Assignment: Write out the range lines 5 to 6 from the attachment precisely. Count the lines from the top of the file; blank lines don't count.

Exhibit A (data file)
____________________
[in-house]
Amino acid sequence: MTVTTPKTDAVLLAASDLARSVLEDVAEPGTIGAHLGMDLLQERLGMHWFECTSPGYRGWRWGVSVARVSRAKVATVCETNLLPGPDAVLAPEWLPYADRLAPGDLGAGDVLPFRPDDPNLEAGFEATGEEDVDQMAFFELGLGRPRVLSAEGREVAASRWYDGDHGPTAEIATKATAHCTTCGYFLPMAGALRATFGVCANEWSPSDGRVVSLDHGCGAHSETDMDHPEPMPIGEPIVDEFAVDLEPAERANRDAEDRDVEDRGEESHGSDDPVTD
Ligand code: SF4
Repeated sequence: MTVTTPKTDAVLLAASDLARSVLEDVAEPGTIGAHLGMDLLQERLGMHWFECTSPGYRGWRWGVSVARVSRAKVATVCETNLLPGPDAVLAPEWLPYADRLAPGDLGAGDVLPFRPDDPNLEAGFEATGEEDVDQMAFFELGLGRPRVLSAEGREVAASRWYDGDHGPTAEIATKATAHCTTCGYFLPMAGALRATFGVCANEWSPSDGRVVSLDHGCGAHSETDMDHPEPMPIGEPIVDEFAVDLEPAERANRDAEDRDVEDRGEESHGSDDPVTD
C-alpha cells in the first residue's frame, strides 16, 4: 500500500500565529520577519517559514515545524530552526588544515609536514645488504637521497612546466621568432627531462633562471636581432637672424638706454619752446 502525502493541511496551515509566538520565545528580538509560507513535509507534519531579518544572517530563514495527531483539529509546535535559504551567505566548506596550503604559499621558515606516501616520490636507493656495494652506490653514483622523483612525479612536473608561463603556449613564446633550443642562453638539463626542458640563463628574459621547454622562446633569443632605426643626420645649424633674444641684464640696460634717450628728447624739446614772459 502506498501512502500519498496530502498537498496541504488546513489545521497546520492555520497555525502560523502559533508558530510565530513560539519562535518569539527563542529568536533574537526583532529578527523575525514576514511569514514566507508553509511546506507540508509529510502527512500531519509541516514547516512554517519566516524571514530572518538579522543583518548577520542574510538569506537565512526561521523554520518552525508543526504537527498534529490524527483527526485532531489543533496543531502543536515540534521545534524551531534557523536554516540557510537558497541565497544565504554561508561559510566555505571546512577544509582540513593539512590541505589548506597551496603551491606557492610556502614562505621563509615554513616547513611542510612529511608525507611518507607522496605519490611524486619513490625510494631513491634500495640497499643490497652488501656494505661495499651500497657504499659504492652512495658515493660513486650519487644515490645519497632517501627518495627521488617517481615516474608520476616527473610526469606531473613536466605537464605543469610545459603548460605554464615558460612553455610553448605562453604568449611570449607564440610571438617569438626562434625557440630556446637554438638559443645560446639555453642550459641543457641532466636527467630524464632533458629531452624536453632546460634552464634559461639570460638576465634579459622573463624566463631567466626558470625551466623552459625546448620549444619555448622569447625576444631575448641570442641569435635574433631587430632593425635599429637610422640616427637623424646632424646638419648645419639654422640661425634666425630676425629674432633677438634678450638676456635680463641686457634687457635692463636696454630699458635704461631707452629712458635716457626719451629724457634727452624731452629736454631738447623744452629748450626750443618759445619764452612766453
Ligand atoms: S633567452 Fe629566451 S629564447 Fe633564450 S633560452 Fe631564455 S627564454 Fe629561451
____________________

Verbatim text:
C-alpha cells in the first residue's frame, strides 16, 4: 500500500500565529520577519517559514515545524530552526588544515609536514645488504637521497612546466621568432627531462633562471636581432637672424638706454619752446 502525502493541511496551515509566538520565545528580538509560507513535509507534519531579518544572517530563514495527531483539529509546535535559504551567505566548506596550503604559499621558515606516501616520490636507493656495494652506490653514483622523483612525479612536473608561463603556449613564446633550443642562453638539463626542458640563463628574459621547454622562446633569443632605426643626420645649424633674444641684464640696460634717450628728447624739446614772459 502506498501512502500519498496530502498537498496541504488546513489545521497546520492555520497555525502560523502559533508558530510565530513560539519562535518569539527563542529568536533574537526583532529578527523575525514576514511569514514566507508553509511546506507540508509529510502527512500531519509541516514547516512554517519566516524571514530572518538579522543583518548577520542574510538569506537565512526561521523554520518552525508543526504537527498534529490524527483527526485532531489543533496543531502543536515540534521545534524551531534557523536554516540557510537558497541565497544565504554561508561559510566555505571546512577544509582540513593539512590541505589548506597551496603551491606557492610556502614562505621563509615554513616547513611542510612529511608525507611518507607522496605519490611524486619513490625510494631513491634500495640497499643490497652488501656494505661495499651500497657504499659504492652512495658515493660513486650519487644515490645519497632517501627518495627521488617517481615516474608520476616527473610526469606531473613536466605537464605543469610545459603548460605554464615558460612553455610553448605562453604568449611570449607564440610571438617569438626562434625557440630556446637554438638559443645560446639555453642550459641543457641532466636527467630524464632533458629531452624536453632546460634552464634559461639570460638576465634579459622573463624566463631567466626558470625551466623552459625546448620549444619555448622569447625576444631575448641570442641569435635574433631587430632593425635599429637610422640616427637623424646632424646638419648645419639654422640661425634666425630676425629674432633677438634678450638676456635680463641686457634687457635692463636696454630699458635704461631707452629712458635716457626719451629724457634727452624731452629736454631738447623744452629748450626750443618759445619764452612766453
Ligand atoms: S633567452 Fe629566451 S629564447 Fe633564450 S633560452 Fe631564455 S627564454 Fe629561451